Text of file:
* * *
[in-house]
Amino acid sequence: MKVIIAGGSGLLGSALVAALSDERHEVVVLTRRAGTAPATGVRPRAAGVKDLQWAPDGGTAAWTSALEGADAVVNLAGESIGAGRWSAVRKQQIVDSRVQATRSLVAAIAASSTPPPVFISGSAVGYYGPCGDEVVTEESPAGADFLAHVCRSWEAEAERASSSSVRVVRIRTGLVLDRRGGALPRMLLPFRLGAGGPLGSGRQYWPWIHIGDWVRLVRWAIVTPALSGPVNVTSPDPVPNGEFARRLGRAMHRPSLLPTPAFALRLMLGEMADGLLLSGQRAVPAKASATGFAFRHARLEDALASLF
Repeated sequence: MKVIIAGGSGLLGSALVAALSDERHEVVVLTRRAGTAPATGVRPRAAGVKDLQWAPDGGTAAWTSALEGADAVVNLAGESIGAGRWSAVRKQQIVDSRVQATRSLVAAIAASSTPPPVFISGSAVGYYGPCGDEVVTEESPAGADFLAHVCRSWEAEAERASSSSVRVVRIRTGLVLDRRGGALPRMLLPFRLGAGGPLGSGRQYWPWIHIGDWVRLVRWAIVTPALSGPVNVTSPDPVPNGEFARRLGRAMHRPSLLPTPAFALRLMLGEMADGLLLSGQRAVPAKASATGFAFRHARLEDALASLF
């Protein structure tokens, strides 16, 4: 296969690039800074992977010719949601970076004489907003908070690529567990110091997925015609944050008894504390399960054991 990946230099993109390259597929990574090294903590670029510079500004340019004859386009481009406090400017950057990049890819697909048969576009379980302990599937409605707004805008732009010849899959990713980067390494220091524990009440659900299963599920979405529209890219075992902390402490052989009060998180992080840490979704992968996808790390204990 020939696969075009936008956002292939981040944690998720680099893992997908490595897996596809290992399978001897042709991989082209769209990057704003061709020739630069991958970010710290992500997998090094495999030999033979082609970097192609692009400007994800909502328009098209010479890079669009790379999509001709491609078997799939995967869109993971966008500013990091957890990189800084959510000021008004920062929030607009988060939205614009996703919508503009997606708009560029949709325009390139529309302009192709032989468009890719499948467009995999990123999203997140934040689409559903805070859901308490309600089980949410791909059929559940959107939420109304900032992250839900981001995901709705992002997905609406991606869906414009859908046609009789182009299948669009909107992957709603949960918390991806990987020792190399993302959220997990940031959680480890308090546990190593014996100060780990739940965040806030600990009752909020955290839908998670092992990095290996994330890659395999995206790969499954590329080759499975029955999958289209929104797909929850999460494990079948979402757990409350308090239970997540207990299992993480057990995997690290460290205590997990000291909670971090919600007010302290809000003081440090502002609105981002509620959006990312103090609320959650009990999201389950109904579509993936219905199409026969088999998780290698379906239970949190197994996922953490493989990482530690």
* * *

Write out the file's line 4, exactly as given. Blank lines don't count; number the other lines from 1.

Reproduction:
């Protein structure tokens, strides 16, 4: 296969690039800074992977010719949601970076004489907003908070690529567990110091997925015609944050008894504390399960054991 990946230099993109390259597929990574090294903590670029510079500004340019004859386009481009406090400017950057990049890819697909048969576009379980302990599937409605707004805008732009010849899959990713980067390494220091524990009440659900299963599920979405529209890219075992902390402490052989009060998180992080840490979704992968996808790390204990 020939696969075009936008956002292939981040944690998720680099893992997908490595897996596809290992399978001897042709991989082209769209990057704003061709020739630069991958970010710290992500997998090094495999030999033979082609970097192609692009400007994800909502328009098209010479890079669009790379999509001709491609078997799939995967869109993971966008500013990091957890990189800084959510000021008004920062929030607009988060939205614009996703919508503009997606708009560029949709325009390139529309302009192709032989468009890719499948467009995999990123999203997140934040689409559903805070859901308490309600089980949410791909059929559940959107939420109304900032992250839900981001995901709705992002997905609406991606869906414009859908046609009789182009299948669009909107992957709603949960918390991806990987020792190399993302959220997990940031959680480890308090546990190593014996100060780990739940965040806030600990009752909020955290839908998670092992990095290996994330890659395999995206790969499954590329080759499975029955999958289209929104797909929850999460494990079948979402757990409350308090239970997540207990299992993480057990995997690290460290205590997990000291909670971090919600007010302290809000003081440090502002609105981002509620959006990312103090609320959650009990999201389950109904579509993936219905199409026969088999998780290698379906239970949190197994996922953490493989990482530690």